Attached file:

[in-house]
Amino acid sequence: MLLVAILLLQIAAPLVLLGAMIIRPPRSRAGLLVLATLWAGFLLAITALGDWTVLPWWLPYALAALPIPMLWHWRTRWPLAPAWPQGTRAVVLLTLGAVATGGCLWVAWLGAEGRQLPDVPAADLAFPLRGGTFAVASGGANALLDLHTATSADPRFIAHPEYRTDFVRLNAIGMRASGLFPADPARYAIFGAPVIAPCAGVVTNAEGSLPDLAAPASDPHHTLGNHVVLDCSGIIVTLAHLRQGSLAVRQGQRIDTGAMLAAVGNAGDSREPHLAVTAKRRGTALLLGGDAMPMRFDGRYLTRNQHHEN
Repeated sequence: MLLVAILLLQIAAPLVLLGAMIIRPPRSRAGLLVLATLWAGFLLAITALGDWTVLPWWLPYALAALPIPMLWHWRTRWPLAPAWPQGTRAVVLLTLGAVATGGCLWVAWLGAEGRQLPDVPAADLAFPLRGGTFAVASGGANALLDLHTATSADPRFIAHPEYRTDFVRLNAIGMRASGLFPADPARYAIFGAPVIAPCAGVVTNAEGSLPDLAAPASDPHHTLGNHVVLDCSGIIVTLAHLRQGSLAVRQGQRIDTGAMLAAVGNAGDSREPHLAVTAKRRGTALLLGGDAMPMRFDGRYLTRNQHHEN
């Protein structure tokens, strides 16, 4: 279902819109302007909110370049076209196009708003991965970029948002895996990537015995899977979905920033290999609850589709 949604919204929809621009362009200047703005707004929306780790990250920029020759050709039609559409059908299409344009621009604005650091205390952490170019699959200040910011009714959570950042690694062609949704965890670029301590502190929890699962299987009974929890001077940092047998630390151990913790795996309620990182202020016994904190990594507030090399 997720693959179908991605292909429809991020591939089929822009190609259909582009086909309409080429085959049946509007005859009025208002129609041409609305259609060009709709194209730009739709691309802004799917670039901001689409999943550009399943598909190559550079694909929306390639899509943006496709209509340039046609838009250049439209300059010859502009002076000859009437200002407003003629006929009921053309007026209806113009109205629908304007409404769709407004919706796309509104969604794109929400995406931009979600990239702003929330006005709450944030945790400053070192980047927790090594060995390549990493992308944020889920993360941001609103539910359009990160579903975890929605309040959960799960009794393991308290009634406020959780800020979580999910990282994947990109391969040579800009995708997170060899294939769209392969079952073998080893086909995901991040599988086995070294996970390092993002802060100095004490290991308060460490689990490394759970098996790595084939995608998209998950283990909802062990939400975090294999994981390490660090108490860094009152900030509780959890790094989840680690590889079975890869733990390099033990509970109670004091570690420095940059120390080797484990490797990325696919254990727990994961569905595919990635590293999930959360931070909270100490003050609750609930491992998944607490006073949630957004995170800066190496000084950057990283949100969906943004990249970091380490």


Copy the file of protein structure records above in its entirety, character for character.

[in-house]
Amino acid sequence: MLLVAILLLQIAAPLVLLGAMIIRPPRSRAGLLVLATLWAGFLLAITALGDWTVLPWWLPYALAALPIPMLWHWRTRWPLAPAWPQGTRAVVLLTLGAVATGGCLWVAWLGAEGRQLPDVPAADLAFPLRGGTFAVASGGANALLDLHTATSADPRFIAHPEYRTDFVRLNAIGMRASGLFPADPARYAIFGAPVIAPCAGVVTNAEGSLPDLAAPASDPHHTLGNHVVLDCSGIIVTLAHLRQGSLAVRQGQRIDTGAMLAAVGNAGDSREPHLAVTAKRRGTALLLGGDAMPMRFDGRYLTRNQHHEN
Repeated sequence: MLLVAILLLQIAAPLVLLGAMIIRPPRSRAGLLVLATLWAGFLLAITALGDWTVLPWWLPYALAALPIPMLWHWRTRWPLAPAWPQGTRAVVLLTLGAVATGGCLWVAWLGAEGRQLPDVPAADLAFPLRGGTFAVASGGANALLDLHTATSADPRFIAHPEYRTDFVRLNAIGMRASGLFPADPARYAIFGAPVIAPCAGVVTNAEGSLPDLAAPASDPHHTLGNHVVLDCSGIIVTLAHLRQGSLAVRQGQRIDTGAMLAAVGNAGDSREPHLAVTAKRRGTALLLGGDAMPMRFDGRYLTRNQHHEN
């Protein structure tokens, strides 16, 4: 279902819109302007909110370049076209196009708003991965970029948002895996990537015995899977979905920033290999609850589709 949604919204929809621009362009200047703005707004929306780790990250920029020759050709039609559409059908299409344009621009604005650091205390952490170019699959200040910011009714959570950042690694062609949704965890670029301590502190929890699962299987009974929890001077940092047998630390151990913790795996309620990182202020016994904190990594507030090399 997720693959179908991605292909429809991020591939089929822009190609259909582009086909309409080429085959049946509007005859009025208002129609041409609305259609060009709709194209730009739709691309802004799917670039901001689409999943550009399943598909190559550079694909929306390639899509943006496709209509340039046609838009250049439209300059010859502009002076000859009437200002407003003629006929009921053309007026209806113009109205629908304007409404769709407004919706796309509104969604794109929400995406931009979600990239702003929330006005709450944030945790400053070192980047927790090594060995390549990493992308944020889920993360941001609103539910359009990160579903975890929605309040959960799960009794393991308290009634406020959780800020979580999910990282994947990109391969040579800009995708997170060899294939769209392969079952073998080893086909995901991040599988086995070294996970390092993002802060100095004490290991308060460490689990490394759970098996790595084939995608998209998950283990909802062990939400975090294999994981390490660090108490860094009152900030509780959890790094989840680690590889079975890869733990390099033990509970109670004091570690420095940059120390080797484990490797990325696919254990727990994961569905595919990635590293999930959360931070909270100490003050609750609930491992998944607490006073949630957004995170800066190496000084950057990283949100969906943004990249970091380490």